NMJC approves pay raises, budget
New Mexico Junior College Board members provided good news to staff, employees and president of the college at Thursday’s board meeting.
In fiscal year 2019, staff members will receive a three percent pay increase and hourly employees a 25 cent an hour increase. The board also extended NMJC president Kelvin Sharp’s contract to June 30, 2021, and increased his salary from $223,000 per year to $229,600 per year.
Those increases are part of the fiscal year 2019 budget of $28,860,162, approved at Tuesday’s regular board meeting. It is an increase of $1.2 million from the 2018 budget.
“I am excited for our employees,” Sharp said. “I know the board appreciates all the work they do and wish they could do more for them. We are grateful the legislatures approved a pay raise for higher education and we are grateful to pass it along.”
The board also approved a request from, Dan Hardin, NMJC vice president for finance, for an additional $5,150,000 to be allocated to capital outlay projects. Friday, Hardin said the money he requested is available from the 2018 budget.
Hardin’s report on the financial condition of the college indicated the school’s finances are in good shape. Friday, he said the financial condition of the college is likely to stay good because of “conservative budgeting.”
In addition to providing good news for Sharp, staff and hourly employees, the board listened to reports from the math department and the training and outreach department.
Math professor Shyla McGill reported that the college celebration of Pi Day on March 14.
“We started small in 2015,” McGill said. “We held the first one in Heidel Hall and 400 people came. In 2016 we worked with Hobbs schools and 1,750 came even though it was a Monday. In 2017, we had 100 booths at the Event Center and we were there this year with an attendance of 2,500. This isn’t a math and science event anymore. Every department helps. And we have volunteers from the community, from the high schools, and a motorcycle club. People came from Odessa and Midland, one (from the) University of Texas at El Paso brought his family.”
McGill said financing the event has become a problem, in part because of the slowdown of the oil and gas economy.
“We’re already planning for next year’s Pi Day,” McGill said.”Our volunteers are enthusiastic and we believe we will get the funds we need for another great day.”
Vice president for training and outreach, Jeff McCool, introduced director of the New Mexico Research Foundation, Dale Gannaway, who showed members of the board a shiny, stainless steel device that he describe as a “downhole tool” invented by a local entrepreneur. The college’s research foundation is working to help the inventor patent and develop the tool and sell it to oil companies to enhance production, Gannaway said.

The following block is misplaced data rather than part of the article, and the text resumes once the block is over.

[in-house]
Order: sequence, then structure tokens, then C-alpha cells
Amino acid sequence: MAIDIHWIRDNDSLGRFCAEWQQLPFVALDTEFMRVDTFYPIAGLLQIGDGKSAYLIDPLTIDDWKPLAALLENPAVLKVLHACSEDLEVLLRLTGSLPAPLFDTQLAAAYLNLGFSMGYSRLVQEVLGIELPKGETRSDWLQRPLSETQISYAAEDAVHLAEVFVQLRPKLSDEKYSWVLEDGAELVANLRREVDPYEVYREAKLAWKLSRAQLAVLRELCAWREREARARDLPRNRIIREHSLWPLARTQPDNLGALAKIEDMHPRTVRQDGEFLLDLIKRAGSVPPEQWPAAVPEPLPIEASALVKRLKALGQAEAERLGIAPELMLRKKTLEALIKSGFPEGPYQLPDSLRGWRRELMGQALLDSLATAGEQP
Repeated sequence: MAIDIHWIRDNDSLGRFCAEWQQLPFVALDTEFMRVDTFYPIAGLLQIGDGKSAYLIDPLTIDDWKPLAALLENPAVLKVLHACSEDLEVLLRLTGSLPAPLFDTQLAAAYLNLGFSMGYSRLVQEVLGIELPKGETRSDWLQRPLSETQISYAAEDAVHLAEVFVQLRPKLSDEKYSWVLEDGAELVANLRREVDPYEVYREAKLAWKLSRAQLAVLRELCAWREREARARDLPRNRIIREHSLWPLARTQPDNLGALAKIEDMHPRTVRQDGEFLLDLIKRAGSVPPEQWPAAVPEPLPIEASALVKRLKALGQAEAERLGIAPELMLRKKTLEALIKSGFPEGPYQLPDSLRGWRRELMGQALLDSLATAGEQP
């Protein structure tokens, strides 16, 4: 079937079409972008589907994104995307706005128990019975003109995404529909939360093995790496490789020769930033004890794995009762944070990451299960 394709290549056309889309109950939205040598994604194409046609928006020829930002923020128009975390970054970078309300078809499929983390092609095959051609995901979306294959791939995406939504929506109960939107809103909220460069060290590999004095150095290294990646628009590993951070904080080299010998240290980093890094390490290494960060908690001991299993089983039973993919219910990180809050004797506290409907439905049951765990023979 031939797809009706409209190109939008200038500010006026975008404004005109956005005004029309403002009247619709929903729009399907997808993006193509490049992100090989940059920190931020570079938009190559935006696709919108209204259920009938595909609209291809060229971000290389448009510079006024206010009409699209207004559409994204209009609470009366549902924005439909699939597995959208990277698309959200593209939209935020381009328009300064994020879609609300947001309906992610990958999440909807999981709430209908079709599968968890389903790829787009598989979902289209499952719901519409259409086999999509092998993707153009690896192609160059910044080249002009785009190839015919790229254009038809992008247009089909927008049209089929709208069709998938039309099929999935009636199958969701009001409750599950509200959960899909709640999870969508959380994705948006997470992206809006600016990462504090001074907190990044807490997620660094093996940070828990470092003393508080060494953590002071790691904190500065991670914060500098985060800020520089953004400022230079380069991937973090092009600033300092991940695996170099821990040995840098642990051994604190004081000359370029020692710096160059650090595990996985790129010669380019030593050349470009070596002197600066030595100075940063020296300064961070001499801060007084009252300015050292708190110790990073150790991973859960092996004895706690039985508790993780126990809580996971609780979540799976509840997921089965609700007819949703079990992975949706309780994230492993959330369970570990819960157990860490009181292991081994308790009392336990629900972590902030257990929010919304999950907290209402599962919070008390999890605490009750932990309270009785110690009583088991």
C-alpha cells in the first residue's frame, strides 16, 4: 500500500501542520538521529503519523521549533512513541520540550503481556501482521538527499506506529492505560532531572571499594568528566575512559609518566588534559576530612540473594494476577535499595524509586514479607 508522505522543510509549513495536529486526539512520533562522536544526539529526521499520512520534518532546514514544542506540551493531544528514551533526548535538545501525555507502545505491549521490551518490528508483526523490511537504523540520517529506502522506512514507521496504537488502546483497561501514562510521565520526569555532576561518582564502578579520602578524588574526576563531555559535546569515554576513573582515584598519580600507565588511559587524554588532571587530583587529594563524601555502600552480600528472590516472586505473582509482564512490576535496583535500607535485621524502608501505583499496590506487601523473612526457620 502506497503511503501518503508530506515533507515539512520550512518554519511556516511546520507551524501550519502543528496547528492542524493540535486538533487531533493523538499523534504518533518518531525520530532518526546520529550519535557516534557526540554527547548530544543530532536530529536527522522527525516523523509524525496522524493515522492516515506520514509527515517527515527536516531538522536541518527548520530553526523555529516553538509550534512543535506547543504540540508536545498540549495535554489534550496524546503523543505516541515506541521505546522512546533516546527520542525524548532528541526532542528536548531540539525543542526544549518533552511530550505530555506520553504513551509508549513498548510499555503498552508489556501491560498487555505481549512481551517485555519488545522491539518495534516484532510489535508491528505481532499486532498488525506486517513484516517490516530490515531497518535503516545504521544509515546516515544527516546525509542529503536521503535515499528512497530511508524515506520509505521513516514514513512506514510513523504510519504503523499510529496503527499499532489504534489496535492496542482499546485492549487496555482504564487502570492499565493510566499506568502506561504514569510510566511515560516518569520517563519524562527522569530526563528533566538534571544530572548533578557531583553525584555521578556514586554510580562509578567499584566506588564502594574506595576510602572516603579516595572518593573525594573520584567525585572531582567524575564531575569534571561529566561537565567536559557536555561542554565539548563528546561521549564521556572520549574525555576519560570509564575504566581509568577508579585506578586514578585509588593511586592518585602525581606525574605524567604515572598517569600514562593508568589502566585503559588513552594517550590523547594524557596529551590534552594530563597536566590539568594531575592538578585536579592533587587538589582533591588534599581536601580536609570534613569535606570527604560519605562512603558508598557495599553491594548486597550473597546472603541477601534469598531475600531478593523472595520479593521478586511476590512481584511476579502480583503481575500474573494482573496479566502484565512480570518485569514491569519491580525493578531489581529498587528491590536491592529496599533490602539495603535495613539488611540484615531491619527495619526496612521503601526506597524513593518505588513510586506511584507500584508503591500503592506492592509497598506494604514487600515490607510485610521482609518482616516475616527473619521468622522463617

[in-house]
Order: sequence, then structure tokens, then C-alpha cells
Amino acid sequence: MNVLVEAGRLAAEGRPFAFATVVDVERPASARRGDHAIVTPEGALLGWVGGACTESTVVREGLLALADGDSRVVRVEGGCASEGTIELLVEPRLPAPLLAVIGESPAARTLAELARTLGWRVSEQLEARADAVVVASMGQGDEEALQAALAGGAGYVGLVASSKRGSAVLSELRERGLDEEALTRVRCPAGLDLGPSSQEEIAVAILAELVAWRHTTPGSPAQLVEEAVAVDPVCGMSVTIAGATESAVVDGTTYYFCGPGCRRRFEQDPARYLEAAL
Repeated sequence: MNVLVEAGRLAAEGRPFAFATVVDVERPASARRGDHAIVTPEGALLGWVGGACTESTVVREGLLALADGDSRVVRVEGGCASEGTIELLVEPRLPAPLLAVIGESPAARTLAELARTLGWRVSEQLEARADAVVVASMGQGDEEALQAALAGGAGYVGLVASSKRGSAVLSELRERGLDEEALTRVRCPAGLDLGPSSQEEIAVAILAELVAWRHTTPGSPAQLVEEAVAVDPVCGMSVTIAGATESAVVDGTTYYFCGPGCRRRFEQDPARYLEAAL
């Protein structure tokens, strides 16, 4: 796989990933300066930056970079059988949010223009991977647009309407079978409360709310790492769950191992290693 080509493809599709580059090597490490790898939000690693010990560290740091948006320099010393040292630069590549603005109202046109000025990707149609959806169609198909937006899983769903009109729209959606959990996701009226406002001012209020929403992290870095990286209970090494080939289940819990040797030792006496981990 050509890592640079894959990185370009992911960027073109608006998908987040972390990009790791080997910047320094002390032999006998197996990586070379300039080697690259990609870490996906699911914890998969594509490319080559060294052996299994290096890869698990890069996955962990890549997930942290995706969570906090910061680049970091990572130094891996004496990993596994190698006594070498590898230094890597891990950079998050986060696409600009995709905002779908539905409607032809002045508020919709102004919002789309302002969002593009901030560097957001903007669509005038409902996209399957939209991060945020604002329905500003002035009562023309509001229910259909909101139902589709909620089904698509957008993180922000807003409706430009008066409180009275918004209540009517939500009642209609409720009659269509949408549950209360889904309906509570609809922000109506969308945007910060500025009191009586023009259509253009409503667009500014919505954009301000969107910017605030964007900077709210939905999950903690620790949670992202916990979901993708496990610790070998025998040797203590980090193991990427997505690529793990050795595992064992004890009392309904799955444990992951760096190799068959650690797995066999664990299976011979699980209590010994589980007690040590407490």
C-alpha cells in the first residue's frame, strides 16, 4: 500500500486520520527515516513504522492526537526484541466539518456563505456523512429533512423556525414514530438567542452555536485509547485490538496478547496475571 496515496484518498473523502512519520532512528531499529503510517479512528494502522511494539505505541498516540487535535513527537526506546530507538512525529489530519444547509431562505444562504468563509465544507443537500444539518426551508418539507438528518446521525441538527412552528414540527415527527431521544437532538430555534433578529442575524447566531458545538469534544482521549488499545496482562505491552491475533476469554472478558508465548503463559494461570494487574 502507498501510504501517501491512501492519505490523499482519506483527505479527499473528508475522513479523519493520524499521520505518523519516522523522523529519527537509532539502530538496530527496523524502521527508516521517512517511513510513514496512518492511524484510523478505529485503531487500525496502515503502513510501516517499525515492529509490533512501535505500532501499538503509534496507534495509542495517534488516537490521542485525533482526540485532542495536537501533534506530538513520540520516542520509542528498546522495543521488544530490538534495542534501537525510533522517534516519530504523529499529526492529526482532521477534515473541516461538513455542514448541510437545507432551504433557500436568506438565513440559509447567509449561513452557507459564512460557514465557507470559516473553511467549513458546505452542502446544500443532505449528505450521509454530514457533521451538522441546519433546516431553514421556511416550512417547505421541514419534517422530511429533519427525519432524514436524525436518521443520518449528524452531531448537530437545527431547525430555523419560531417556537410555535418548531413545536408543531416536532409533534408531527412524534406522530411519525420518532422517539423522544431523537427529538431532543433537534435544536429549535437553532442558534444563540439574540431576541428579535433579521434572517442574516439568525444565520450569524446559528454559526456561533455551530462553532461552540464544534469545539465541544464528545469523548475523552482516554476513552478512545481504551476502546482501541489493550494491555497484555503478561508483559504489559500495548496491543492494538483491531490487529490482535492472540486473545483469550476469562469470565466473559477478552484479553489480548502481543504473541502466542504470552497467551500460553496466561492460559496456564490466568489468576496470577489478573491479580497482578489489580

The board then heard a summation of the quarterly report from Larry Sanderson, vice president of development, institutional effectiveness and accreditation. His report indicated that NMJC is experiencing a high level of success in both the training and the academic departments at the school. It is attracting and retaining students in both departments.
Sanderson did not tell the board he will be moving into a different role on July 1. He did provide information about the move to staff members in an email earlier in the week. According to his letter, he is scheduled to become vice president for instruction when Dennis Atherton, who now holds that position, retires effective July 1.
“I am very excited about the impending move. I am truly looking forward to working more closely with faculty and deans as you do your work of educating our students,” Sanderson wrote.
In the same email, Sanderson said Lisa Crandall, dean of the business, math and science department will leave NMJC to become the vice president for academics at Vernon College in Vernon, Texas.
Sanderson also told staff that the New Mexico Higher Education Department (HED) “is mandating changes in the general education curriculum, common course numbering, changes in the way new programs are approved, and mandating creation of new meta-majors that facilitate transfer from community colleges to baccalaureate institutions.”
Both the HED and the Public Education Department are looking at changes in the way dual credit programs operate in New Mexico, Sanderson said. However, Sanderson said the HED policy director assured him that “NMJC is the gold standard in dual credit in New Mexico and the last thing we intend to do is force changes to your system.”
Sanderson’s letter emphasized that changes are coming and “We just need to be ready for them.”